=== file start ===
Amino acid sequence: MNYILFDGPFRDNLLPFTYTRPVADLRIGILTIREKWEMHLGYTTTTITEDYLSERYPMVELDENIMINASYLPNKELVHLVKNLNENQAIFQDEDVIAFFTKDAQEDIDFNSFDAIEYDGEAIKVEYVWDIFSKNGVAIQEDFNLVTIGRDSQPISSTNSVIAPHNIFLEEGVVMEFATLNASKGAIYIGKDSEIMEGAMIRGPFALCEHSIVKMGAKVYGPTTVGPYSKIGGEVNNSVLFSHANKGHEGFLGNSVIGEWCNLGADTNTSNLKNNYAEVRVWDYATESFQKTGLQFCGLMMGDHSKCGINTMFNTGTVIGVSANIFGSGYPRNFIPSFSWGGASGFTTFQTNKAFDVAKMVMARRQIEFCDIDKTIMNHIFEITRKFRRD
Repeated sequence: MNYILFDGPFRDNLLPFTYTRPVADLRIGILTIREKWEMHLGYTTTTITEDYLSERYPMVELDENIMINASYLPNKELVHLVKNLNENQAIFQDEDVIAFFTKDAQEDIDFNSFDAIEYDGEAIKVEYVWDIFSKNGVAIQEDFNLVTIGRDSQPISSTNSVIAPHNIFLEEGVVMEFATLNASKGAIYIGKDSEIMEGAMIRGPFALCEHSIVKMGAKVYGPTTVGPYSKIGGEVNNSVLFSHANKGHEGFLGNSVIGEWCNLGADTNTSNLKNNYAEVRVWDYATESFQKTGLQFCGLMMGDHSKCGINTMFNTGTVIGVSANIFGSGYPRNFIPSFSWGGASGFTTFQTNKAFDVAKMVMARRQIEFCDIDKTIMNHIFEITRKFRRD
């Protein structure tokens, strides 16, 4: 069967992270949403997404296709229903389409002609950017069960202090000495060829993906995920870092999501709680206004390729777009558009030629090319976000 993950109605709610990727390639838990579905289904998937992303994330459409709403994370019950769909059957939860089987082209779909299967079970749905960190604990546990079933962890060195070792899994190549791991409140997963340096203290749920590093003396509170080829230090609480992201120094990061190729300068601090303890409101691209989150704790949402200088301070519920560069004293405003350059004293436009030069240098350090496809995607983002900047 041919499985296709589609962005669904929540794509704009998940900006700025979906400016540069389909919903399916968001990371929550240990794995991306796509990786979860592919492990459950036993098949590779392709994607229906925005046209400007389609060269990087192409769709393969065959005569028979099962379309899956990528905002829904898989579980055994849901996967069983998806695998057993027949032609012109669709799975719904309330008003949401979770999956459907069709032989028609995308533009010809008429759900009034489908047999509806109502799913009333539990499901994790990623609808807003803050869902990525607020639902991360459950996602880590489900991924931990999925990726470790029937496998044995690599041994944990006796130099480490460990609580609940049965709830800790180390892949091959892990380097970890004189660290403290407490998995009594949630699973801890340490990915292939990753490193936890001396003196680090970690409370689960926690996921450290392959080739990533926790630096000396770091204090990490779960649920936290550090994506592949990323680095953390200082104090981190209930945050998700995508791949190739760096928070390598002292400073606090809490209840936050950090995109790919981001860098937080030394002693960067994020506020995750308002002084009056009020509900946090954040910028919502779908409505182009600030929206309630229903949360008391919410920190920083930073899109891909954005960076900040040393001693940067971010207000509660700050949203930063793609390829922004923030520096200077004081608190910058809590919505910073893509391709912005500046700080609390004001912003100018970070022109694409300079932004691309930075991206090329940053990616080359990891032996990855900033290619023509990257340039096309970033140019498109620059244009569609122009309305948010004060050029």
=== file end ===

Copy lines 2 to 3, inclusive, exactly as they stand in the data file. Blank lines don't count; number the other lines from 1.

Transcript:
Repeated sequence: MNYILFDGPFRDNLLPFTYTRPVADLRIGILTIREKWEMHLGYTTTTITEDYLSERYPMVELDENIMINASYLPNKELVHLVKNLNENQAIFQDEDVIAFFTKDAQEDIDFNSFDAIEYDGEAIKVEYVWDIFSKNGVAIQEDFNLVTIGRDSQPISSTNSVIAPHNIFLEEGVVMEFATLNASKGAIYIGKDSEIMEGAMIRGPFALCEHSIVKMGAKVYGPTTVGPYSKIGGEVNNSVLFSHANKGHEGFLGNSVIGEWCNLGADTNTSNLKNNYAEVRVWDYATESFQKTGLQFCGLMMGDHSKCGINTMFNTGTVIGVSANIFGSGYPRNFIPSFSWGGASGFTTFQTNKAFDVAKMVMARRQIEFCDIDKTIMNHIFEITRKFRRD
């Protein structure tokens, strides 16, 4: 069967992270949403997404296709229903389409002609950017069960202090000495060829993906995920870092999501709680206004390729777009558009030629090319976000 993950109605709610990727390639838990579905289904998937992303994330459409709403994370019950769909059957939860089987082209779909299967079970749905960190604990546990079933962890060195070792899994190549791991409140997963340096203290749920590093003396509170080829230090609480992201120094990061190729300068601090303890409101691209989150704790949402200088301070519920560069004293405003350059004293436009030069240098350090496809995607983002900047 041919499985296709589609962005669904929540794509704009998940900006700025979906400016540069389909919903399916968001990371929550240990794995991306796509990786979860592919492990459950036993098949590779392709994607229906925005046209400007389609060269990087192409769709393969065959005569028979099962379309899956990528905002829904898989579980055994849901996967069983998806695998057993027949032609012109669709799975719904309330008003949401979770999956459907069709032989028609995308533009010809008429759900009034489908047999509806109502799913009333539990499901994790990623609808807003803050869902990525607020639902991360459950996602880590489900991924931990999925990726470790029937496998044995690599041994944990006796130099480490460990609580609940049965709830800790180390892949091959892990380097970890004189660290403290407490998995009594949630699973801890340490990915292939990753490193936890001396003196680090970690409370689960926690996921450290392959080739990533926790630096000396770091204090990490779960649920936290550090994506592949990323680095953390200082104090981190209930945050998700995508791949190739760096928070390598002292400073606090809490209840936050950090995109790919981001860098937080030394002693960067994020506020995750308002002084009056009020509900946090954040910028919502779908409505182009600030929206309630229903949360008391919410920190920083930073899109891909954005960076900040040393001693940067971010207000509660700050949203930063793609390829922004923030520096200077004081608190910058809590919505910073893509391709912005500046700080609390004001912003100018970070022109694409300079932004691309930075991206090329940053990616080359990891032996990855900033290619023509990257340039096309970033140019498109620059244009569609122009309305948010004060050029």